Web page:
New Jobs for AmericaSeptember 1, 2011 - by Donny Shaw
Over the next few weeks, as Congress returns and the discussion shifts to unemployment, I’ll be highlighting bills in Congress that have already been introduced to create jobs and help those who have been hurt by the crisis. Rather than focusing on the proposals that have been vaulted into the media spotlight by party leaders, I’ll be looking mainly at bills that represent alternative ideas that have been mostly ignored. Today, I’ll start with Rep. Sheila Jackson-Lee’s [D, TX] New Jobs for America Act of 2011, which would create a jobs training program for the unemployed focused on helping people update their skills for emerging industries. It’s a simple, 2-page bill, so I’ll just post the full text below for you to read and comment on.
(a) Authorization- Subject to the availability of appropriations for such funds, the Secretary of Labor shall make grants to States, units of local government, and Indian tribes to carry out the activities described in subsection (b).
(b) Use of Funds- A recipient of a grant under this Act shall use the grant for the following purposes:
(1) To seek out unemployed individuals struggling financially whose prior training consisted of skills necessary for a faltering or dying industry.
(2) To create compensated training programs that offer training in emerging markets and industries (such as green technologies).
(3) To partner with historically Black colleges and universities and Hispanic serving colleges and universities along with local community college systems to create innovative retraining programs for minorities focused on retooling workers for jobs in the growth sectors of healthcare, biotech, and information technology.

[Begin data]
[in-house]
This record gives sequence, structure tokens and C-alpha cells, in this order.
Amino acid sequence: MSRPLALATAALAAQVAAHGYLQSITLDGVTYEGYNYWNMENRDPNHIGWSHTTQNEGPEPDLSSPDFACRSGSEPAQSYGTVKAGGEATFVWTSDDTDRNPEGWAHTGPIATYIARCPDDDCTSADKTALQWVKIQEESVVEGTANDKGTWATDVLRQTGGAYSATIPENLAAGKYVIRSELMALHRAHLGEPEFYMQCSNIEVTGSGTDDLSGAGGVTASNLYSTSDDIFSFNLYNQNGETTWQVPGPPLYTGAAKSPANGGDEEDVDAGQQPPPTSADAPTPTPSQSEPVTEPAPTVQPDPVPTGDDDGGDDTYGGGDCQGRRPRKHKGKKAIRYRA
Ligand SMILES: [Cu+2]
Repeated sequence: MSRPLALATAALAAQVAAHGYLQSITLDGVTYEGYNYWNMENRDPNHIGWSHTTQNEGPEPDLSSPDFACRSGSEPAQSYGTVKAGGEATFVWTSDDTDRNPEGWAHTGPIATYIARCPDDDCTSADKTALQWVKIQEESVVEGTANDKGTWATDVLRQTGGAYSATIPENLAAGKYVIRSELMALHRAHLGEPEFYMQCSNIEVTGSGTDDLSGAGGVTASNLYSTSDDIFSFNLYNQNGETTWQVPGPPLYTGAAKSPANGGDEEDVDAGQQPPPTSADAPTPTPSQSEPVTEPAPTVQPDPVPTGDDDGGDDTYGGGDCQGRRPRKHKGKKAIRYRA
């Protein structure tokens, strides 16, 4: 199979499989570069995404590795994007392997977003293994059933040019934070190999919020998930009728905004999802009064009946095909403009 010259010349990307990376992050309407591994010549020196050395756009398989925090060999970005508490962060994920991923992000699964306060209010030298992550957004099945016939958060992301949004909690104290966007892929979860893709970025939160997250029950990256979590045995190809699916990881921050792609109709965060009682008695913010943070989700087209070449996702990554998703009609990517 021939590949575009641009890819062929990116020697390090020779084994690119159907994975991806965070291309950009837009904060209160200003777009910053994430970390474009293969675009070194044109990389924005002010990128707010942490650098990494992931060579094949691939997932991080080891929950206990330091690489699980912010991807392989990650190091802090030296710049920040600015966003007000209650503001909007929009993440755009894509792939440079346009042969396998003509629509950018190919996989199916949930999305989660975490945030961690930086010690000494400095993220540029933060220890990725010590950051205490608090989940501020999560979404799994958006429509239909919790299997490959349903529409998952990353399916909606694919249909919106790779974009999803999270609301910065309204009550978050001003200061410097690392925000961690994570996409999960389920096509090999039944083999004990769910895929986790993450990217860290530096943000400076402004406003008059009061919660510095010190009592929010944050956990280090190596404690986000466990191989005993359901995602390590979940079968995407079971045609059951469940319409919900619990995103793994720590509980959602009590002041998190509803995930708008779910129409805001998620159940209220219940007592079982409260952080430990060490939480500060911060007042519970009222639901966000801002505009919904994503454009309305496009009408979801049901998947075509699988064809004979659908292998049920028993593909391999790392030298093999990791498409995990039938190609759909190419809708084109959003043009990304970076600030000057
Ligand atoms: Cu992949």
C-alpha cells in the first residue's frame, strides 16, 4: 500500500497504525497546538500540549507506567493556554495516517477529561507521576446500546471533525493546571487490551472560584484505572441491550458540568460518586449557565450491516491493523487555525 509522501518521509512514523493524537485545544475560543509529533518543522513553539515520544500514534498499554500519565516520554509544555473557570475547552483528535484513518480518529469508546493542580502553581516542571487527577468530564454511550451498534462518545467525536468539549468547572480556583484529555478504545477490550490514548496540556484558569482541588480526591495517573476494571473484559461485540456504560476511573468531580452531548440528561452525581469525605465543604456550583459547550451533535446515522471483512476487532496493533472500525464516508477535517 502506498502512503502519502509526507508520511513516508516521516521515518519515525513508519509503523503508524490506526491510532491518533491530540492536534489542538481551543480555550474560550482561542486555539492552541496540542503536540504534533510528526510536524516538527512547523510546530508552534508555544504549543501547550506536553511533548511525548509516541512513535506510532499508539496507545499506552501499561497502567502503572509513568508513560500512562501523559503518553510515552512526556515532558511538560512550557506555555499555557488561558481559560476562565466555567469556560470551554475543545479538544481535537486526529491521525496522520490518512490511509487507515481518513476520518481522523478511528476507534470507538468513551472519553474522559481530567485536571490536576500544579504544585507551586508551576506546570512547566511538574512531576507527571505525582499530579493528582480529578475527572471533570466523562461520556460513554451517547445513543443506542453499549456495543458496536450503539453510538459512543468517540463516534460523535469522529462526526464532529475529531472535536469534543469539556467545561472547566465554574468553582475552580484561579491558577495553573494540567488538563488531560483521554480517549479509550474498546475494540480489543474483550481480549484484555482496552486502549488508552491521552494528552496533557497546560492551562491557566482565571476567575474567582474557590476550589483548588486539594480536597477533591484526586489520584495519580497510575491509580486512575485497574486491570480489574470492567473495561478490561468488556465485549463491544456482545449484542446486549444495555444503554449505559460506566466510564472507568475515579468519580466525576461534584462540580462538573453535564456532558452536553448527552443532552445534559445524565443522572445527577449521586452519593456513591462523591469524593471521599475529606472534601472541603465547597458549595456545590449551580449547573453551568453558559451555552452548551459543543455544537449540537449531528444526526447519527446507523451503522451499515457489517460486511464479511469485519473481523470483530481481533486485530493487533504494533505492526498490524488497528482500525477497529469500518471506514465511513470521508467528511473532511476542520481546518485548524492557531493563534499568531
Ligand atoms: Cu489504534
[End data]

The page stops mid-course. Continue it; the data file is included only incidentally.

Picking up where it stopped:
(4) To partner with cities and non-profit organizations to provide apprenticeships and internships.
(5) To provide compensation to participants in training programs to temporarily aide in their financial distress.
(6) To provide access to public healthcare programs for participants.
(7) To create training programs for ex-offenders in an effort to reduce recidivism.
(8) To aide newly trained participants in securing employment within the field of their newly acquired expertise.
(c ) Conditions- As a condition of receiving a grant under this Act, a grant recipient shall—
(1) comply with nondiscrimination standards of the Civil Rights Act;
(2) allocate not less than 80 percent of the funding allocated under the grant to wages, benefits, and support activities, including child care services to individuals receiving compensated training under such a grant; and
Let me be the first to say it — this is never going to pass in the 112th Congress. Then again, neither is any other jobs plan, so it’s hardly an important point. Until there’s a vision and a movement outside of Washington, Washington is going to keep playing games on jobs and every other issue people actually care about. At this point, to follow what Washington does or does not do on jobs is to take the bait. For Congress and the Administration (and much of the media), it’s all a game of perception now. That’s why the debate over when the President should give his speech has been the dominant political news story for the past 36 hours. My advice to you is to ignore all that. Focus instead on the fact that the unemployment rate for people between the ages of 16 and 24 is 51%, the highest it has ever been. Or the fact that the unemployment in the black community is more than double the national average, and more than quadruple the national average in some cities. Then, once we’re looking at the real issues, we can start to look at real solutions. Washington these days would rather you look at neither.
Jackson-Lee is pictured above, in green.